If you can afford to pay an associate well that means they're also paying you, the owner, well. Owning capital is key for building wealth. I prefer to not have to earn every cent that comes my way in life by being a W-2 employee.
     
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  10. starsnstripes

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    I’ve been having the same thought lately. I have been working public health for 2.5yrs and it gives me good salary&benefits. I really enjoy having a set salary and knowing I will take home at least a certain amount. Sometimes private practice/DSO income seems too unpredictable.

    I’ve been looking into possibly switching to corporate/private practice but the income seems like it can be unpredictable since it’s production/collections based. The all around benefit package with public health jobs offering $160K, loan forgiveness and benefits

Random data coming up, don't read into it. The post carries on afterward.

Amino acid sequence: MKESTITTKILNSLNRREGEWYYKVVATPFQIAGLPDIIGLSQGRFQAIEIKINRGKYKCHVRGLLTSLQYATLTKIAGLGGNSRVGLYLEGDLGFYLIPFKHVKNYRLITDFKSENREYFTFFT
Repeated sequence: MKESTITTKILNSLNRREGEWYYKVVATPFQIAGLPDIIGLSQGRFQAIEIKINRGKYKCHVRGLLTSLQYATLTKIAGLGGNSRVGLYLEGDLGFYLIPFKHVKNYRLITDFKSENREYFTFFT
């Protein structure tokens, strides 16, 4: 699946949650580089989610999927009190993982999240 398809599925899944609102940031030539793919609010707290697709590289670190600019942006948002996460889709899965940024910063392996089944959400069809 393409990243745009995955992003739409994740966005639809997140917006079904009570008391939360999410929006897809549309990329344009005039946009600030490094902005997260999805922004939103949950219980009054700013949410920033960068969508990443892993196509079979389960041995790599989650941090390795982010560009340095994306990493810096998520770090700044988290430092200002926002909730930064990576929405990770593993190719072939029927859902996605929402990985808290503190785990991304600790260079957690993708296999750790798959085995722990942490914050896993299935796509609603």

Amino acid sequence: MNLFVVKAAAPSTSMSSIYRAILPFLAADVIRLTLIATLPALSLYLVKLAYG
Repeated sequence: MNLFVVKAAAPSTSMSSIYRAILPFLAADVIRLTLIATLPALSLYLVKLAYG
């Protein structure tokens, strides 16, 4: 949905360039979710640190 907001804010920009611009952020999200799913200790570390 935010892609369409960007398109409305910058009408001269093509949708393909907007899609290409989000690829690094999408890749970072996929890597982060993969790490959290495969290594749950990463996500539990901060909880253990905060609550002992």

is a sweet deal.

    I’m trying to get rid of debt and having to take out more loans to open a business is scary.
     
  11. endoaccess

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    Money and control.

    Also... don't believe "online offerings" without seeing actual production reports. They are naturally going to put something overly optimistic. Lots of deception in the market place and BS jobs ads, trust me. But once you are making good money as an associate, and understand the business model, and are confident... you will realize you are leaving a lot of loot on the table not being the owner. But ownership is def not for everyone.

    If you are making $300k as an associate, you are working your arse off. Thats at least $1million dollars of dentistry being done, usually with this crappiest insurance plans. And you are not even getting anything from the hygiene dept. Do the math.